We’re delighted to learn that Aaron Taylor, Associate Lecturer in Law in our Department, has been shortlisted for the 2021 Financial Times Bracken Bower Prize. The prize is awarded for the best business book proposal by an author under 35.
This is extremely well-deserved recognition of the originality and pertinence of Aaron’s work, in both legal practice and academia. Aaron’s work has been a great fit for our LLB Law programme, with his dynamic expertise in areas such as commercial law, art law and financial wrongdoing perfectly complementing innovative elements of our LLB Law programme including our emphasis on clinical legal education.
Aaron’s proposed book is called Washed: Dirty Money and the Art Market. It will explore the abuse of the art market for money laundering, fraud, and financial crime.
Aaron’s book will discuss three key issues:
– The first is the role of secrecy – in particular the use of offshore structures such as freeports, and the role of confidentiality provisions in private art sales – in the facilitation of money laundering and tax evasion.
– The second is the use of art, and especially looted antiquities, in the evasions of sanctions and the financing of terrorism.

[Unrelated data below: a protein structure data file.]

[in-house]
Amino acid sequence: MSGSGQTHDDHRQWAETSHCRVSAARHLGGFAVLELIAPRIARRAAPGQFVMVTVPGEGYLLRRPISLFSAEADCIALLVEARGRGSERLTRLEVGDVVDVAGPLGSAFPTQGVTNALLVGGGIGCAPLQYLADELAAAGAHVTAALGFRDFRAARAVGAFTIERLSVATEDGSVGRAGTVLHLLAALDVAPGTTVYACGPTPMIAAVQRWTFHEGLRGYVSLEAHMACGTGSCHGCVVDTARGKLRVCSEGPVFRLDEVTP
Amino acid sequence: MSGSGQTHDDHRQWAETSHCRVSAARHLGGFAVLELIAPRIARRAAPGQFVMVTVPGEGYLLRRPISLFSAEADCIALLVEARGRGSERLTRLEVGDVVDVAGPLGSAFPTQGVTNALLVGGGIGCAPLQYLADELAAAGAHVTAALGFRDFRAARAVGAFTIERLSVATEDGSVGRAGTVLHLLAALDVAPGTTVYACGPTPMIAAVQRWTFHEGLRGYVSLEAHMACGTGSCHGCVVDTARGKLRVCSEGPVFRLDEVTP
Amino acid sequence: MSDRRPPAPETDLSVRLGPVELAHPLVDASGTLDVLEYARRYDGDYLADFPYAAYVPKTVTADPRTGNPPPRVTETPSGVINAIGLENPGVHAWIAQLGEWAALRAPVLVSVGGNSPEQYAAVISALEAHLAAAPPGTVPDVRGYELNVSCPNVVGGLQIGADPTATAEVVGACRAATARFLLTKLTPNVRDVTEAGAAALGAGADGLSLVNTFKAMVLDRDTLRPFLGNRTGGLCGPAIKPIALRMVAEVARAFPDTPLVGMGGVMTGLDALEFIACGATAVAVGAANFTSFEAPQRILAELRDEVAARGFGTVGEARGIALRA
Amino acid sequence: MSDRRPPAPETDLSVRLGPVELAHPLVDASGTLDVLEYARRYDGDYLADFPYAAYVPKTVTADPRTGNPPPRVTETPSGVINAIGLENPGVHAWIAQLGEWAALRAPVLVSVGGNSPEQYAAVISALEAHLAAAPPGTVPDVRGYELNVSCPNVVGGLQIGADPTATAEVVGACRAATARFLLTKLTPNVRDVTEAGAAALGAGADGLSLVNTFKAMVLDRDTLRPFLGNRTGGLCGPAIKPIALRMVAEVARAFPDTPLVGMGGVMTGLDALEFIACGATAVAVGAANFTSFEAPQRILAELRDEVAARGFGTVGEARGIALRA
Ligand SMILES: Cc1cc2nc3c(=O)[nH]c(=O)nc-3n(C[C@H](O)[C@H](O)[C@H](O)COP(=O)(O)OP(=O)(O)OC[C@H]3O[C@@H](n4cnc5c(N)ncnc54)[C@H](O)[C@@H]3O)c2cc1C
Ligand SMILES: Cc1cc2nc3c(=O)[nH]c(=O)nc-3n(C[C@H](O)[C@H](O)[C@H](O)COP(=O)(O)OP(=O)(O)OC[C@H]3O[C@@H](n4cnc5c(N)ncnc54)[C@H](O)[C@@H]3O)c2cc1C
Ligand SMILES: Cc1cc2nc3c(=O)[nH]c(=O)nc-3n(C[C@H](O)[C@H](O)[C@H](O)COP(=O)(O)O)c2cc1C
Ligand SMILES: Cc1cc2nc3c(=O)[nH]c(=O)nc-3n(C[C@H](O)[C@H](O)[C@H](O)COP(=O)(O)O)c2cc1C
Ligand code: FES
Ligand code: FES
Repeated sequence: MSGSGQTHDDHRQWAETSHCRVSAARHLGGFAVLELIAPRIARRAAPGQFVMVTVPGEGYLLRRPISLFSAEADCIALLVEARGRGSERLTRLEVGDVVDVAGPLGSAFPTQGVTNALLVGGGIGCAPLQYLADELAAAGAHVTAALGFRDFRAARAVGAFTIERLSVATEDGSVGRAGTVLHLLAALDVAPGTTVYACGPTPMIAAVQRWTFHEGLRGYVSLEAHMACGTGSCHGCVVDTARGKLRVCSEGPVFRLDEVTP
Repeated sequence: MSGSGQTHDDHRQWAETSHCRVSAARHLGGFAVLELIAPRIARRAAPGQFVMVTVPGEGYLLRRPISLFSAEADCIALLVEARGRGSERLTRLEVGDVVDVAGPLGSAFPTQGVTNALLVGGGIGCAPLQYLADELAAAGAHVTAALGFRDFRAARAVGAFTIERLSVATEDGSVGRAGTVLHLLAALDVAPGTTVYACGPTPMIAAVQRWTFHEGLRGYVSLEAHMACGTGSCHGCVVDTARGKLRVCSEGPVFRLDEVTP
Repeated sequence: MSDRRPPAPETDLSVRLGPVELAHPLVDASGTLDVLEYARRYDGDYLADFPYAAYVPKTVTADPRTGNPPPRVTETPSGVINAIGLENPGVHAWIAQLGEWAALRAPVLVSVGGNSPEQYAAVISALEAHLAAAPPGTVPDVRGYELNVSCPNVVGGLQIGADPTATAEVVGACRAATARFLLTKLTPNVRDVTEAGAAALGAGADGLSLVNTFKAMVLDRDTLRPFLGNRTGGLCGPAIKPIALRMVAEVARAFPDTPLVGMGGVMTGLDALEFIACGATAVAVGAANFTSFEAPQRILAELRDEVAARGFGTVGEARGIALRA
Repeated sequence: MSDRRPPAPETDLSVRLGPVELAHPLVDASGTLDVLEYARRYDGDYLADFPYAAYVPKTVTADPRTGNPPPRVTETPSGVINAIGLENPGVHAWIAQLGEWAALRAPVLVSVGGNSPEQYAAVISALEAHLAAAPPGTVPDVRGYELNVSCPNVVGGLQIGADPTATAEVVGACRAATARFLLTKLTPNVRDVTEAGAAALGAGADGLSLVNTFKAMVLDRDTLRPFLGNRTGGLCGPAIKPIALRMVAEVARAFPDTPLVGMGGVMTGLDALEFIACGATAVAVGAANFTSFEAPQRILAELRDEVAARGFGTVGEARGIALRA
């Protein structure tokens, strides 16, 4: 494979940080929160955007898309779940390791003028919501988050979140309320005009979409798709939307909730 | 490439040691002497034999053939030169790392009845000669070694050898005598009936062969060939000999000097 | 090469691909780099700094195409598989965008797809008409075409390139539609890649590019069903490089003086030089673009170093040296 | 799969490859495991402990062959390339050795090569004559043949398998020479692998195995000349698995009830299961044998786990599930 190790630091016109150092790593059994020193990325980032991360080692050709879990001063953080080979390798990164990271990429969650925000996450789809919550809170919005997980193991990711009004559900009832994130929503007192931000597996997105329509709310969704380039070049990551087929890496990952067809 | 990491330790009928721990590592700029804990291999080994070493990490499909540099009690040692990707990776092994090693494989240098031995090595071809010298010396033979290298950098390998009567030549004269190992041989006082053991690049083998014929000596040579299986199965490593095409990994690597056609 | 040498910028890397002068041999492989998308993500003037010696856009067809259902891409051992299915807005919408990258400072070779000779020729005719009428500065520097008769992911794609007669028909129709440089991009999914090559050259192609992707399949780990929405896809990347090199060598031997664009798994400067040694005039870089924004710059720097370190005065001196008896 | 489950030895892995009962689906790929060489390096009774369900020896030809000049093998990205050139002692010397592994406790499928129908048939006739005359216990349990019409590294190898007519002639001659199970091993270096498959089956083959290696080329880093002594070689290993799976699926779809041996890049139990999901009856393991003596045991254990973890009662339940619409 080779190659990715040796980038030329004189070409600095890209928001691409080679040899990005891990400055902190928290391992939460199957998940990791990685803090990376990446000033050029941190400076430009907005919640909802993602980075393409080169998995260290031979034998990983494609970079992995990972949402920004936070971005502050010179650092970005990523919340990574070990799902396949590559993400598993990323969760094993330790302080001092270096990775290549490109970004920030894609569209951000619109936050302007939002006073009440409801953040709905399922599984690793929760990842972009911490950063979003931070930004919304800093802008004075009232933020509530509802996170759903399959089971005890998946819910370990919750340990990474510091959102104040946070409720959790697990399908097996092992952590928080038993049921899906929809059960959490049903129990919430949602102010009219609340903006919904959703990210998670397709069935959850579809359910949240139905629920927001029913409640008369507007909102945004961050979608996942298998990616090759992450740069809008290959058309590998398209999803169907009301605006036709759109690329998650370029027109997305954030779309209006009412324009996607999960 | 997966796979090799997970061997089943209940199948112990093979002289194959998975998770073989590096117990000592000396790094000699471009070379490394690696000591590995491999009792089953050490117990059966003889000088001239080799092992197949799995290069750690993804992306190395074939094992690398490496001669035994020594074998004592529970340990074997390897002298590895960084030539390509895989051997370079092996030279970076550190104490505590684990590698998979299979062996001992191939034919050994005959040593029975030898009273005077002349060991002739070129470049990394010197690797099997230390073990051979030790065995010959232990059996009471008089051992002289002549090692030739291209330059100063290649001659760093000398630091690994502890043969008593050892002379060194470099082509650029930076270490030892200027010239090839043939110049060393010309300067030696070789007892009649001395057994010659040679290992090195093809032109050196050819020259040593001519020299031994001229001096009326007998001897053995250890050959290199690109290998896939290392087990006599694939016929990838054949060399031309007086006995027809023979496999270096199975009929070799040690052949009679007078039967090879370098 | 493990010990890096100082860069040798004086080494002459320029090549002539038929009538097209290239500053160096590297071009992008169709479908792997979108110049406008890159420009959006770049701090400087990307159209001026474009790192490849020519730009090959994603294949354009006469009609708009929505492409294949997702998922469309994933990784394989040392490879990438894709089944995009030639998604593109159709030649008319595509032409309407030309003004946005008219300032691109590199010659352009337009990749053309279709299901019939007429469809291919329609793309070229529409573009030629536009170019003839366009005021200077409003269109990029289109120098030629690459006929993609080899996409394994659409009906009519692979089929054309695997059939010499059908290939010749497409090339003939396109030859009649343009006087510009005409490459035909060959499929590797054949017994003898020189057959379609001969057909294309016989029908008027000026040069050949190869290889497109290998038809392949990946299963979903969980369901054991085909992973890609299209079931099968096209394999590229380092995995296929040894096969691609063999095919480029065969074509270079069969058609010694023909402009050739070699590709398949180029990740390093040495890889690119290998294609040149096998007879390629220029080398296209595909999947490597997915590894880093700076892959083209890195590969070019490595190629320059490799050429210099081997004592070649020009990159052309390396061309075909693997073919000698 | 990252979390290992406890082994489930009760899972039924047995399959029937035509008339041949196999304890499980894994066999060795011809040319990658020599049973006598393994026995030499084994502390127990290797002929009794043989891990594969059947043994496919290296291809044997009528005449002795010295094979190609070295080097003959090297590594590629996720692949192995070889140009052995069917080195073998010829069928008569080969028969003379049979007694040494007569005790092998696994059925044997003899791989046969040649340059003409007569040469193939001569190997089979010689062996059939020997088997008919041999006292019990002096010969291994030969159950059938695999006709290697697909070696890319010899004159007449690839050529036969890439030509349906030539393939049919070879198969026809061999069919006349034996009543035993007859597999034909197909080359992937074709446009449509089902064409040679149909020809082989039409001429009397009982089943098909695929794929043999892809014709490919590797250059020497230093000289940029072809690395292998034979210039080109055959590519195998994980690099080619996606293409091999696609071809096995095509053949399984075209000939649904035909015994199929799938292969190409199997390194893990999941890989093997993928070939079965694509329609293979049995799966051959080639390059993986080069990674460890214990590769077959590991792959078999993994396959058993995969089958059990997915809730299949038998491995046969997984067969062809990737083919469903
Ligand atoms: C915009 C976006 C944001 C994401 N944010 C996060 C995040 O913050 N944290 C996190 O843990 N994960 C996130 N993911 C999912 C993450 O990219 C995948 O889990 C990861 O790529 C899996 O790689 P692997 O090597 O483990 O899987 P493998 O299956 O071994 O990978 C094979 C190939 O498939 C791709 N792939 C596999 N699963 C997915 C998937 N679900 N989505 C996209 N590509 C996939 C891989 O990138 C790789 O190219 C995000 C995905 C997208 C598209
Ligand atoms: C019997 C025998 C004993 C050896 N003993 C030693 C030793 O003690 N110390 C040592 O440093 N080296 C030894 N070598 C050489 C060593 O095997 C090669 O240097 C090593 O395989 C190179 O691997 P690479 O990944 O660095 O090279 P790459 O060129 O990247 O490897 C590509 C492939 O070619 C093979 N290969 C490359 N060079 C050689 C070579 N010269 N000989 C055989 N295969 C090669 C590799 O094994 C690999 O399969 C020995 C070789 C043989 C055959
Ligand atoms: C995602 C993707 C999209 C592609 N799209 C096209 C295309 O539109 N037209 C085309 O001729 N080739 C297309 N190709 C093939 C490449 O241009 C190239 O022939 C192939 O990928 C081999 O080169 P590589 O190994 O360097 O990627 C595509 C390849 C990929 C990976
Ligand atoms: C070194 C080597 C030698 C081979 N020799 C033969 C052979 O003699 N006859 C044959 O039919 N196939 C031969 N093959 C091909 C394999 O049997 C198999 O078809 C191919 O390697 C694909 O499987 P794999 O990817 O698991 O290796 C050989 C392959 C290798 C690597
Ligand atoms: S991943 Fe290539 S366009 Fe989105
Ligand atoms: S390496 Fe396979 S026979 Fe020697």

– The third is the future of dirty money in the age of non-fungible tokens and cryptocurrencies.
It will then consider the regulation of the art market in the UK, US and EU, and alternative approaches that might be adopted to deal with the challenges of the digital future.
The book will draw on Aaron’s experience as a practising commercial barrister at Fountain Court Chambers and his academic work at Goldsmiths. Aaron has acted as counsel in notable art law disputes and in high-value fraud and corruption claims. He is on the Serious Fraud Office’s panel of junior counsel for cross-border proceeds of crime cases.
In our Department, Aaron lectures on a variety of topics relating to financial wrongdoing, across the civil and criminal law, and runs a branch of the Department’s Law and Policy Clinic on the law relating to fraud and corruption. He is the founding editor of Financial Wrongs, a blog and online resource on the law relating to financial crime.